The rate at which marine ice sheets such as the West Antarctic ice sheet will retreat in a warming climate and ocean is still uncertain. Numerical ice-sheet models, which solve the physical equations that describe the way glaciers and ice sheets deform and flow, have been substantially improved in recent years. Here we present the results of several years of work on IMAU-ICE, an ice-sheet model of intermediate complexity, which can be used to study ice sheets of both the past and the future.
Abby C. Lute, John Abatzoglou, and Timothy Link
Geosci. Model Dev., 15, 5045–5071,Short summary
We developed a snow model that can be used to quantify snowpack over large areas with a high degree of spatial detail. We ran the model over the western United States, creating a snow and climate dataset for three time periods. Compared to observations of snowpack, the model captured the key aspects of snow across time and space. The model and dataset will be useful in understanding historical and future changes in snowpack, with relevance to water resources, agriculture, and ecosystems.
Francesco Avanzi, Simone Gabellani, Fabio Delogu, Francesco Silvestro, Edoardo Cremonese, Umberto Morra di Cella, Sara Ratto, and Hervé Stevenin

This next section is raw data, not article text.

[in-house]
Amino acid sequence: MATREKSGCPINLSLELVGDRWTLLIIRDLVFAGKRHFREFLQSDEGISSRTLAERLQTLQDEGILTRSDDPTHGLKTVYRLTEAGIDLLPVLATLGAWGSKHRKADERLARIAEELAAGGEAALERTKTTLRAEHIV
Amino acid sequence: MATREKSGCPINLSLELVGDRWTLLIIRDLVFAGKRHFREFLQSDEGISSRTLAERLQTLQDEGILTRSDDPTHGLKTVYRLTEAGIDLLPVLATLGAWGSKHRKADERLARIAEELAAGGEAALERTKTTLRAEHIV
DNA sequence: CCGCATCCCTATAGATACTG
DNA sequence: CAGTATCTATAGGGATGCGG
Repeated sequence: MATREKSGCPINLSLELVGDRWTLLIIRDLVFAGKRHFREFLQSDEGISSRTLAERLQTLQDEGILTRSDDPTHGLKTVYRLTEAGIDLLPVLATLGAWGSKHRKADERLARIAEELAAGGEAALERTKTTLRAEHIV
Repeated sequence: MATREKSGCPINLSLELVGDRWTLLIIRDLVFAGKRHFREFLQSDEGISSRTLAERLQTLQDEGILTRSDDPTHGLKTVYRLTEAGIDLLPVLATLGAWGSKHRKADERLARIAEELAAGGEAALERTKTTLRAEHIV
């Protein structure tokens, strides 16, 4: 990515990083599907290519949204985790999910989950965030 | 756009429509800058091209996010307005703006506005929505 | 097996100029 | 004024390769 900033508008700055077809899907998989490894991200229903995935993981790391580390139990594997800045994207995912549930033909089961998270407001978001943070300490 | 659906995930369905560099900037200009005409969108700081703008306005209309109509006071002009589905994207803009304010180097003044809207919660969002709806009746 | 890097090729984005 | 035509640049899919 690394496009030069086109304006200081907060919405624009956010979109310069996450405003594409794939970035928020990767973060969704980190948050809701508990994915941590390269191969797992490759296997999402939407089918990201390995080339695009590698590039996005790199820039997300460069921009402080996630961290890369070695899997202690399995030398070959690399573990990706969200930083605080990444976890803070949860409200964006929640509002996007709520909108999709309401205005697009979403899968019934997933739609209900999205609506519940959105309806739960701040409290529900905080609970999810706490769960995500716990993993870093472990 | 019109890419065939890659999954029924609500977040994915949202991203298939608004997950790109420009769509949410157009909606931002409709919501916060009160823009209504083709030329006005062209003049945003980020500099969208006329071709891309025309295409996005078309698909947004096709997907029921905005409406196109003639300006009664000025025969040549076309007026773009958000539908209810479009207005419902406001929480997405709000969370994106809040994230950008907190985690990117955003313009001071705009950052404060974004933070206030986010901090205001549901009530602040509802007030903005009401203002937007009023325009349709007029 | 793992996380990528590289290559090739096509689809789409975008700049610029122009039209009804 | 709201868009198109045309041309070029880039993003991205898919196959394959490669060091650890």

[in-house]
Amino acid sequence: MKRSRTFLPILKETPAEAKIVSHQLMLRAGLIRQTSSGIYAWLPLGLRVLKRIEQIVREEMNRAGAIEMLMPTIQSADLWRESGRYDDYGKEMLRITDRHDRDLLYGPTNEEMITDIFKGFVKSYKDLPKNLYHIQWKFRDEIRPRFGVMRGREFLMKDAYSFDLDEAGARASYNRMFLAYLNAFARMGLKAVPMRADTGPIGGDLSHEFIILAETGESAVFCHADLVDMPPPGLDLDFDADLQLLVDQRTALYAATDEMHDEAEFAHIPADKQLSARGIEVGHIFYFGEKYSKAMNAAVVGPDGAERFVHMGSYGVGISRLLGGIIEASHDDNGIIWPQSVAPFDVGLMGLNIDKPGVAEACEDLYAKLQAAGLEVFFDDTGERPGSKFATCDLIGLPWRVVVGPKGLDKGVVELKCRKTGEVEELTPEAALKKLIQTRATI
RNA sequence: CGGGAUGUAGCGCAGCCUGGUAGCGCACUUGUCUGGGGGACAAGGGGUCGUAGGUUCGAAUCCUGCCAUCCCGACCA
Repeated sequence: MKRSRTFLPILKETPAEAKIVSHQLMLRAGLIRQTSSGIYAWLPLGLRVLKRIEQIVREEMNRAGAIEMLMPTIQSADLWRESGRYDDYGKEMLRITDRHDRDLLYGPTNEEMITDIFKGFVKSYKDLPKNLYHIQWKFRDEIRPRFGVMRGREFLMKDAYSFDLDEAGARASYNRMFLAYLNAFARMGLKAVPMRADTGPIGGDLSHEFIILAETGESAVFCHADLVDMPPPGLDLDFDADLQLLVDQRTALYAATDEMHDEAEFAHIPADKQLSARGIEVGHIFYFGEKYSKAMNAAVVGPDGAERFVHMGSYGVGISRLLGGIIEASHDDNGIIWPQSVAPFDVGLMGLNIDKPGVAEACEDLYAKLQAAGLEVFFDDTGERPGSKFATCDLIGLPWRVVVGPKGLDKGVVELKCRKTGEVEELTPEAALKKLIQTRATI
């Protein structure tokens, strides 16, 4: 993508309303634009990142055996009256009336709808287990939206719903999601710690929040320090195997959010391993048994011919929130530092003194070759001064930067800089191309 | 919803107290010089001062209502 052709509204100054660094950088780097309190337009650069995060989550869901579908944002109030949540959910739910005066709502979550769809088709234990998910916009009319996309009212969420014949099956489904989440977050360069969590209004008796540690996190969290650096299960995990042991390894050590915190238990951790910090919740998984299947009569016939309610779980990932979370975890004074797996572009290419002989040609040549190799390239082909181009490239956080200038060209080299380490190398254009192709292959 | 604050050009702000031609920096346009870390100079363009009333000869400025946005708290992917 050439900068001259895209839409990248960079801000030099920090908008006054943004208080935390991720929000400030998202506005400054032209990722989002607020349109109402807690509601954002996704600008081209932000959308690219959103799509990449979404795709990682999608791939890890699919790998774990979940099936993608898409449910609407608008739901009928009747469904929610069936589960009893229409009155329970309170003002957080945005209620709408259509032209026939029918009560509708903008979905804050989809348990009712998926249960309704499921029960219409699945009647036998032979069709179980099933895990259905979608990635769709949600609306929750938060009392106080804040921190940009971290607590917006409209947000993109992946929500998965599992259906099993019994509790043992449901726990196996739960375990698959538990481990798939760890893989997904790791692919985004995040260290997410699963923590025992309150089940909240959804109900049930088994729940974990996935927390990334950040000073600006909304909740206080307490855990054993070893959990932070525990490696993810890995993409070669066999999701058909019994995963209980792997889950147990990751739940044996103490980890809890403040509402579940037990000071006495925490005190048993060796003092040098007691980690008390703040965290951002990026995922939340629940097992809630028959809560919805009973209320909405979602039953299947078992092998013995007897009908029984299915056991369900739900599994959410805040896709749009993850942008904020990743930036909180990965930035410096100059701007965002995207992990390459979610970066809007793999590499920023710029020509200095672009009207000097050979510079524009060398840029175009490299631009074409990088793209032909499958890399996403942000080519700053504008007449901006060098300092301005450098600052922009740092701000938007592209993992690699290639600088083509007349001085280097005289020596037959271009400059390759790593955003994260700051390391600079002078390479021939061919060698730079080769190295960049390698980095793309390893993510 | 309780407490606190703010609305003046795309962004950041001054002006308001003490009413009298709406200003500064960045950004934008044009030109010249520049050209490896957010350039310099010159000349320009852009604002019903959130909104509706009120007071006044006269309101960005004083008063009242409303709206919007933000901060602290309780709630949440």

Geosci. Model Dev., 15, 4853–4879,Short summary
Knowing in real time how much snow and glacier ice has accumulated across the landscape has significant implications for water-resource management and flood control. This paper presents a computer model – S3M – allowing scientists and decision makers to predict snow and ice accumulation during winter and the subsequent melt during spring and summer. S3M has been employed for real-world flood forecasting since the early 2000s but is here being made open source for the first time.
Adrian K. Turner, William H. Lipscomb, Elizabeth C. Hunke, Douglas W. Jacobsen, Nicole Jeffery, Darren Engwirda, Todd D. Ringler, and Jonathan D. Wolfe
Geosci. Model Dev., 15, 3721–3751,Short summary
We present the dynamical core of the MPAS-Seaice model, which uses a mesh consisting of a Voronoi tessellation with polygonal cells. Such a mesh allows variable mesh resolution in different parts of the domain and the focusing of computational resources in regions of interest. We describe the velocity solver and tracer transport schemes used and examine errors generated by the model in both idealized and realistic test cases and examine the computational efficiency of the model.
Noah D. Smith, Eleanor J. Burke, Kjetil Schanke Aas, Inge H. J. Althuizen, Julia Boike, Casper Tai Christiansen, Bernd Etzelmüller, Thomas Friborg, Hanna Lee, Heather Rumbold, Rachael H. Turton, Sebastian Westermann, and Sarah E. Chadburn
Geosci. Model Dev., 15, 3603–3639,Short summary
The Arctic has large areas of small mounds that are caused by ice lifting up the soil. Snow blown by wind gathers in hollows next to these mounds, insulating them in winter. The hollows tend to be wetter, and thus the soil absorbs more heat in summer. The warm wet soil in the hollows decomposes, releasing methane. We have made a model of this, and we have tested how it behaves and whether it looks like sites in Scandinavia and Siberia. Sometimes we get more methane than a model without mounds.
Adrian K. Turner, Kara J. Peterson, and Dan Bolintineanu